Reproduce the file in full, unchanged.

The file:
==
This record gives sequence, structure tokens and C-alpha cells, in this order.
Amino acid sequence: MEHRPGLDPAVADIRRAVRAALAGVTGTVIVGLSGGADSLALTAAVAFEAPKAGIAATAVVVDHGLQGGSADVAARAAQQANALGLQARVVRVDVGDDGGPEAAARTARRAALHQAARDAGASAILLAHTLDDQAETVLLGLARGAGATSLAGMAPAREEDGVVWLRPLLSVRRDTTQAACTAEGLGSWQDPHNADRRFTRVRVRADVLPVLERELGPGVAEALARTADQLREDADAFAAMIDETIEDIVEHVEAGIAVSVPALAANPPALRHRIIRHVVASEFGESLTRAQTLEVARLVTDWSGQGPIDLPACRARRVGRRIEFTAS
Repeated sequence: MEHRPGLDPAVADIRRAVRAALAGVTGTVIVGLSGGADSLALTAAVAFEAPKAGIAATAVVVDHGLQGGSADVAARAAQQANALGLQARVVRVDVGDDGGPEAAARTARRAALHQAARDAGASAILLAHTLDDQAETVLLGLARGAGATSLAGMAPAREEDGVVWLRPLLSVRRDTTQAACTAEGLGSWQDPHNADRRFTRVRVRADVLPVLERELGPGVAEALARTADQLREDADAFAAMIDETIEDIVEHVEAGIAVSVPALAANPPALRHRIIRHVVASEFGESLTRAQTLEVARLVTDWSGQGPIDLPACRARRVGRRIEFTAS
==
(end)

This record gives sequence, structure tokens and C-alpha cells, in this order.
Amino acid sequence: MEHRPGLDPAVADIRRAVRAALAGVTGTVIVGLSGGADSLALTAAVAFEAPKAGIAATAVVVDHGLQGGSADVAARAAQQANALGLQARVVRVDVGDDGGPEAAARTARRAALHQAARDAGASAILLAHTLDDQAETVLLGLARGAGATSLAGMAPAREEDGVVWLRPLLSVRRDTTQAACTAEGLGSWQDPHNADRRFTRVRVRADVLPVLERELGPGVAEALARTADQLREDADAFAAMIDETIEDIVEHVEAGIAVSVPALAANPPALRHRIIRHVVASEFGESLTRAQTLEVARLVTDWSGQGPIDLPACRARRVGRRIEFTAS
Repeated sequence: MEHRPGLDPAVADIRRAVRAALAGVTGTVIVGLSGGADSLALTAAVAFEAPKAGIAATAVVVDHGLQGGSADVAARAAQQANALGLQARVVRVDVGDDGGPEAAARTARRAALHQAARDAGASAILLAHTLDDQAETVLLGLARGAGATSLAGMAPAREEDGVVWLRPLLSVRRDTTQAACTAEGLGSWQDPHNADRRFTRVRVRADVLPVLERELGPGVAEALARTADQLREDADAFAAMIDETIEDIVEHVEAGIAVSVPALAANPPALRHRIIRHVVASEFGESLTRAQTLEVARLVTDWSGQGPIDLPACRARRVGRRIEFTAS